Parker Palmer once said, ‘We teach who we are,’ and my proudest achievements as an educator have all bloomed directly out of my identities. I am Chinese American, and I'm the first in my family to be born here in the United States. I come from a long line of scientists and scientific thinkers, but I'm the first in my family to come out as transgender.
I started transitioning while I was in high school without much support from my parents nor from my teachers. I'm one of the kids who skipped class to survive because I couldn't stand to be laughed at one more time or to be called by the wrong name and pronouns. I managed to graduate and after that my focus was on becoming financially independent as soon as possible.
I love science and although I fancied becoming a doctor or a researcher, I landed on teaching as an ideal career. People did warn me that some schools would not want a trans person teaching their students and while that remains true in many schools, I'm privileged in that it has not held me back.
Every child deserves to have teachers who share their experiences and identities because these adults provide hope and proof that a fulfilling life is possible. For our growing number of trans and nonbinary and questioning students, I get to be that proof.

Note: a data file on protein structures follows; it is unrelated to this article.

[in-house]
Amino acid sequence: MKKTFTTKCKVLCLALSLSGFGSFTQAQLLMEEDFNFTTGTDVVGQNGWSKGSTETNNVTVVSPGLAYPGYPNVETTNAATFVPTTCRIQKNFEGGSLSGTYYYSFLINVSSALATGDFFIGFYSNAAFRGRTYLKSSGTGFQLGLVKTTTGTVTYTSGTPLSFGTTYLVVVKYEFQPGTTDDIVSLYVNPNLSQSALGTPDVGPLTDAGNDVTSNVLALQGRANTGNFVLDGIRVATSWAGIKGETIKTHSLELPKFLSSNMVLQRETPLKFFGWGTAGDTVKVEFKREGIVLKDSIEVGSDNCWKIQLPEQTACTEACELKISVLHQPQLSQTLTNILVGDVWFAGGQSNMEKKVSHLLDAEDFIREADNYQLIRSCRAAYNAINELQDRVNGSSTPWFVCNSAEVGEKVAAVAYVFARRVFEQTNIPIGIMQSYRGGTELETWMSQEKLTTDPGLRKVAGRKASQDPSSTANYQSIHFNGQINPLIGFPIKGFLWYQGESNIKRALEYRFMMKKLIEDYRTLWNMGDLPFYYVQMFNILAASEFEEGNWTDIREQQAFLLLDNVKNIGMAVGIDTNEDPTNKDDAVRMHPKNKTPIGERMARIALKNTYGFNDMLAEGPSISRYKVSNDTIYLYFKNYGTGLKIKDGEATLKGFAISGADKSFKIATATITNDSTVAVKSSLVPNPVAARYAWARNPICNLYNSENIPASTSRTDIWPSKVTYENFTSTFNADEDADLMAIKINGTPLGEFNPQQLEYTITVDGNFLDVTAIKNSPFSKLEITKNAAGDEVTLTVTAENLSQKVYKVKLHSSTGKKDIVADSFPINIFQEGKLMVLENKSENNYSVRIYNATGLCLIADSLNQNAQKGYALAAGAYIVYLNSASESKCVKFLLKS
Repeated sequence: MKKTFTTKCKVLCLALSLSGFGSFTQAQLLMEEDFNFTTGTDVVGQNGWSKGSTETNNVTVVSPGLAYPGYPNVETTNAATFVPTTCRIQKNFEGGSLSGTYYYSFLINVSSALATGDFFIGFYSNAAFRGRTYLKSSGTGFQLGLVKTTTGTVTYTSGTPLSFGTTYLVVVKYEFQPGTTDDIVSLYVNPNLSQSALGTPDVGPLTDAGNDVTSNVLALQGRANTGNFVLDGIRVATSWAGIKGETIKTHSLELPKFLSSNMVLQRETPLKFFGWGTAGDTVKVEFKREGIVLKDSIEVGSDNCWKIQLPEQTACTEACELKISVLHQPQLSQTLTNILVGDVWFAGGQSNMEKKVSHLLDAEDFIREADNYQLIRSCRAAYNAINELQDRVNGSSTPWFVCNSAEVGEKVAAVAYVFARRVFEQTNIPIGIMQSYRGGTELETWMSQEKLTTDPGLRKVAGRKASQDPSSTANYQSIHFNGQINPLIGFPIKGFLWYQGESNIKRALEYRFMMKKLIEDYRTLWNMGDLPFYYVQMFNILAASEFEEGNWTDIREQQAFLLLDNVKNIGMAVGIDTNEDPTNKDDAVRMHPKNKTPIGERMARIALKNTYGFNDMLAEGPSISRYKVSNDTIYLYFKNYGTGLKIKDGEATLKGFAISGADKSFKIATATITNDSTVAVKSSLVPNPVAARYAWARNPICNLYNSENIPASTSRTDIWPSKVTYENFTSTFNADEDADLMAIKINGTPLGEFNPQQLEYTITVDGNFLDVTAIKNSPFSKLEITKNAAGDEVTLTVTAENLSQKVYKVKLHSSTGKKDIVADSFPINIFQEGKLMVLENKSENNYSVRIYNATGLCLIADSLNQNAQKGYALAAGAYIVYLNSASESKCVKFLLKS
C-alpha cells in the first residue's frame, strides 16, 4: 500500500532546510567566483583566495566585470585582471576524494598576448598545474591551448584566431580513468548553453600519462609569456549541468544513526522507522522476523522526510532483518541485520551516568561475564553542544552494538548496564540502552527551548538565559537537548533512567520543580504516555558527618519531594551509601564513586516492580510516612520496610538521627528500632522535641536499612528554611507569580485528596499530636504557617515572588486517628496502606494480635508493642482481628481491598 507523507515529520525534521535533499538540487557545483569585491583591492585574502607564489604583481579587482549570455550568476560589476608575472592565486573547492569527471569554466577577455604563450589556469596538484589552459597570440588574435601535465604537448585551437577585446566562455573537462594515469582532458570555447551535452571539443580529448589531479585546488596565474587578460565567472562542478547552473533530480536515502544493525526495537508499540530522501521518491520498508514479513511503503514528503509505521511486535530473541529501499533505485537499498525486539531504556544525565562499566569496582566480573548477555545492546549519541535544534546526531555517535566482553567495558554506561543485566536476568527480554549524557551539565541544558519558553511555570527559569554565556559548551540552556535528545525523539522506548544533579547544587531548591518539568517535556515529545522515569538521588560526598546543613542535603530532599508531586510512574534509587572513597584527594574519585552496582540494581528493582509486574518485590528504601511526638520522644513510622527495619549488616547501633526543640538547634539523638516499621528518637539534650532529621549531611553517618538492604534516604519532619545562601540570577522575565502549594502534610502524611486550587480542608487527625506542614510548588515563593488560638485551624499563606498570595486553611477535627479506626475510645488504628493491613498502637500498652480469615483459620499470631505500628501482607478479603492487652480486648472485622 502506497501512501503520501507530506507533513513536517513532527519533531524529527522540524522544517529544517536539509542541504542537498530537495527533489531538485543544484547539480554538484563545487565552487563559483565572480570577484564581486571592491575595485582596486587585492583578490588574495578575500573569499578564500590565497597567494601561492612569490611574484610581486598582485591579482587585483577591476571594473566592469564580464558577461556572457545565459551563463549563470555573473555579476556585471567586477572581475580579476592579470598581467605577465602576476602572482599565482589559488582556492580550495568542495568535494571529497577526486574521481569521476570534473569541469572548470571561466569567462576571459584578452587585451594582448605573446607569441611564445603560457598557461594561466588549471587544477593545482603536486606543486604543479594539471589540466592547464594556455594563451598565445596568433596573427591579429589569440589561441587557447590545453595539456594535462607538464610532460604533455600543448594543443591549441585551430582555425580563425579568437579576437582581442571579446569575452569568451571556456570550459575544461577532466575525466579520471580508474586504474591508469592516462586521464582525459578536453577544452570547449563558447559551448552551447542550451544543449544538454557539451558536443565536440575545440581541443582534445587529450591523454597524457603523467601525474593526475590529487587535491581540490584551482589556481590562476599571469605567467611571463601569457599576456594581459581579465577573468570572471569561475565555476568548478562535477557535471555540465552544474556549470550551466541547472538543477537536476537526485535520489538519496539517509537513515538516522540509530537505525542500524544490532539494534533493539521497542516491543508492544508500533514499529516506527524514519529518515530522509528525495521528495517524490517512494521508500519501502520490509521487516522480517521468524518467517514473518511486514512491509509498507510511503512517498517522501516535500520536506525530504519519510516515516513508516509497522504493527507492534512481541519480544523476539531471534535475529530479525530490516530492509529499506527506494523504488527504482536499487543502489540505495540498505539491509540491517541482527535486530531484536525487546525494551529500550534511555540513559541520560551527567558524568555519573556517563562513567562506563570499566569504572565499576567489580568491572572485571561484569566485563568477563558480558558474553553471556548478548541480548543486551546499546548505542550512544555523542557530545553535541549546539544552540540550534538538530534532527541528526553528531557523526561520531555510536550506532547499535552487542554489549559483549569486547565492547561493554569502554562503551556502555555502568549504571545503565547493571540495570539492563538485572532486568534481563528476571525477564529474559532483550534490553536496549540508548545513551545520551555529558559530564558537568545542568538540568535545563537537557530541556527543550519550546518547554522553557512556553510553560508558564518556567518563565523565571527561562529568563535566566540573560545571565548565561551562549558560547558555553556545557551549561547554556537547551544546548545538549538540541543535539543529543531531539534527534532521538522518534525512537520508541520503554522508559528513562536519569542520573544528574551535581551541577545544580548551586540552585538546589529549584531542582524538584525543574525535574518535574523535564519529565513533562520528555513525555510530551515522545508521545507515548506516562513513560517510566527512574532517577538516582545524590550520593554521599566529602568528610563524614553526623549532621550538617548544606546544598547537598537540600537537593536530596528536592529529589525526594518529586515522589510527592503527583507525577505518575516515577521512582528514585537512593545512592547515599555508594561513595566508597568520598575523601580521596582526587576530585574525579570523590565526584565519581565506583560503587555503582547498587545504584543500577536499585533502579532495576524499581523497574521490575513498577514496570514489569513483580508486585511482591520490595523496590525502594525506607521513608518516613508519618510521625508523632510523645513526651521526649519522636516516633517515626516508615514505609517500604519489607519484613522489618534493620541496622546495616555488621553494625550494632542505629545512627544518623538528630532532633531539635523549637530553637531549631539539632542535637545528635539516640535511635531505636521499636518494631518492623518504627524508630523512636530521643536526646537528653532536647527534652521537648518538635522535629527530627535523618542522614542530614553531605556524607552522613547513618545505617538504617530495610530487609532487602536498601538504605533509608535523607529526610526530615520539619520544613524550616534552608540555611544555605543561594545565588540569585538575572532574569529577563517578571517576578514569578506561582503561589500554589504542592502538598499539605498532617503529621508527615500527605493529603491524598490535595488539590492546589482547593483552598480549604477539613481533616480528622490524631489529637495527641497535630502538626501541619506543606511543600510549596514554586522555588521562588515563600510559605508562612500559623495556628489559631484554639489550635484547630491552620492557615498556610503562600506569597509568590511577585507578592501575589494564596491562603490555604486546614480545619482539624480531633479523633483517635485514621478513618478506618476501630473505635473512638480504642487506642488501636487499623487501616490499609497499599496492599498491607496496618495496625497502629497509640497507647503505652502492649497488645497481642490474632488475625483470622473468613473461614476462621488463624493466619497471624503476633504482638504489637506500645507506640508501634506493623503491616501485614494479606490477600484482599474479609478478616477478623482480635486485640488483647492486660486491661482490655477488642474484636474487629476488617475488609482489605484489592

In 2019, I started CO-Ten, the Colorado Transgender and Nonbinary Educators Network, to amplify support and visibility for these uniquely talented educators. In 2020, we passed the Right to be Out rule, making Colorado the first state to expressly forbid harassment of individuals for being open about their sexual orientation or gender identity.
In science class, as well, when students learn biology, they are entitled to see their lives reflected in this so-called study of life. I grew up learning that a baby is made when a sperm cell from the dad meets the XL from the mom and that's not good enough. For today, that language doesn't represent our diverse genders, sexualities, and families in our schools. So, I created genderinclusivebiology.com, a growing collection of resources and training on how to teach accurate inclusive and future-ready biology, and I look forward to continuing the work of creating classrooms where every student belongs.